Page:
Frank Thomas, who had grown up in Coorow, turned to the life of a bushranger during young adulthood. Over a number of periods he stole impressive amounts of food, supplies and horses from farms, homes and off trains. To the farmers of the North Midlands he was a constant nuisance while the women were unable to cope thinking he was behind every bush. To police he would later become an embarrassing problem after they repeatedly failed to capture him.
Items began going missing in about December 1919 but he managed to keep his identity a secret and elude police for almost twelve months. He was finally captured and sentenced to two years imprisonment, but following his release he returned and resumed operating locally as a bushranger. After weeks of tracking him all over Winchester and Coorow, and through the cold of winter, police finally captured him again in May 1922.
|From The West Australian newspaper, Wednesday 15 November 1922|
[1922 'NEWS AND NOTES.', The West Australian (Perth, WA : 1879-1954),
15 November, p. 8, viewed 16 May, 2011, http://nla.gov.au/nla.news-article23879685]
The making of his local legend had at this time had only received its introduction. Following his second arrest he was imprisoned in Geraldton awaiting trial but after two weeks he picked the lock in an exercise yard and escaped to freedom. He once again returned to the North Midlands and recommenced his bushranging ways - taking whatever he needed from districts along the Midland and Wongan railway lines. Police heavily pursued him, as he now had escaping custody added to his charges, but he was cunning enough to stay out of their reach. He stole horses, often taking the same valuable ones multiple times, took saddles and food, and killed and ate livestock. He raided private homes and regularly jumped on trains, threw out crates of goods and then went back along the tracks to go through them and take what he wanted.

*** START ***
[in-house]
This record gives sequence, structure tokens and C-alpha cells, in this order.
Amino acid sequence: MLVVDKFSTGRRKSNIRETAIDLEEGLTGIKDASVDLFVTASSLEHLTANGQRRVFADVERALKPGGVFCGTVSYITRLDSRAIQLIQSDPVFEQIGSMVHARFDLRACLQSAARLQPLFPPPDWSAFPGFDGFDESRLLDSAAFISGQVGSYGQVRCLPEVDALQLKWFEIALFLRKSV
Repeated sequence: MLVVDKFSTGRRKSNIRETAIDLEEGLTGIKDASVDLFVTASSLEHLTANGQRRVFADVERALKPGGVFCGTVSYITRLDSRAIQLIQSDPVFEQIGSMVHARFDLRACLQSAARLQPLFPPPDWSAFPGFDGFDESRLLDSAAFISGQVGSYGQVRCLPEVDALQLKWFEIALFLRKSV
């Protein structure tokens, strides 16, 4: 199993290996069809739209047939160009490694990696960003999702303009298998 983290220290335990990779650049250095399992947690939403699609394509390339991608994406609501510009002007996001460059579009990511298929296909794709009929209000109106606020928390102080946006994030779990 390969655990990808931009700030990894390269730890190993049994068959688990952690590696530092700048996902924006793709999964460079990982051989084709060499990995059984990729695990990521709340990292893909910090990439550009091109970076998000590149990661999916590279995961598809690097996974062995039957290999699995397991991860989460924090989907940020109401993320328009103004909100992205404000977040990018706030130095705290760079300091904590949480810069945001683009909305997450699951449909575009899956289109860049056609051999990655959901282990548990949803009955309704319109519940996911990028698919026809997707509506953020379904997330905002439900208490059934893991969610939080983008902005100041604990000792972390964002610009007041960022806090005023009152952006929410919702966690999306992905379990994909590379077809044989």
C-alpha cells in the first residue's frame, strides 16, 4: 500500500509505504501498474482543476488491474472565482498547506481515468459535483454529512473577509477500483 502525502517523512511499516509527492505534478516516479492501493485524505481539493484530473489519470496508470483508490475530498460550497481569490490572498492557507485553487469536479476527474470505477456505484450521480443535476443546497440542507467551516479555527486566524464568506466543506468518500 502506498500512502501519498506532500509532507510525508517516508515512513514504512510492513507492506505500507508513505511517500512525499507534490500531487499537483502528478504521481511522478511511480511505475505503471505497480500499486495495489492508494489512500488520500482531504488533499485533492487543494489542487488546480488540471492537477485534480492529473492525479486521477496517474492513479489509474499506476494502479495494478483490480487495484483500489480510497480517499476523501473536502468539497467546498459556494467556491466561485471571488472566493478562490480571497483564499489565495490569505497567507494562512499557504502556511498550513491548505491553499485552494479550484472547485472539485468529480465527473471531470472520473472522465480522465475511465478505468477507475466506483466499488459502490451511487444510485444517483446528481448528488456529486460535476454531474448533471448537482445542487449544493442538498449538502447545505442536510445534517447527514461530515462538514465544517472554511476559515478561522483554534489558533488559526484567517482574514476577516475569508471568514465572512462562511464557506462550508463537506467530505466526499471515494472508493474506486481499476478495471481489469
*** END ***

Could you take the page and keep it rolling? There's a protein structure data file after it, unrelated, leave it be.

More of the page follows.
Police caught up with him many times but were mostly unsuccessful at catching him. While on horseback and being pursued by police his hat is said to have blown off, so he circled back, got off the horse, picked up his hat, back on and as usual got away. On another occasion it was said that police found his camp where he was cooking a chicken. He fled and the police followed but lost him so decided they may as well enjoy the cooked chook. When they got back to his camp he had already circled back and taken the chook. He was once caught and handcuffed to a tree but when police returned to get him there was no sign of him or the handcuffs. Police, farmers and even his own father kept watch on items they knew he'd try and take - and he generally did take them but would get away!
After five months on the run he was recaptured in Perenjori on 10 November 1922. A few days later he escaped from the police lock-up in Buntine. Police from a few centres were called in to try and find him and a few days later he was recaptured in Carnamah. In Geraldton he was sentenced on charges of stealing, improperly using horses and escaping custody. His offences were spread along the Midland Wongan railway lines and up into the Murchison goldfields. Police had about 45 further charges which were not pursued.
|From the diary of Coorow farmer Ernest A. Long - in which he made a note at the top of a page about Thomas' capture. The section of the diary was otherwise devoted solely to the recording of agricultural work.|
For more on our local bushranger see his entry under his full name of "Frank" Francis Henry William THOMAS on Page 12 of The Coorow-Waddy Database on our website.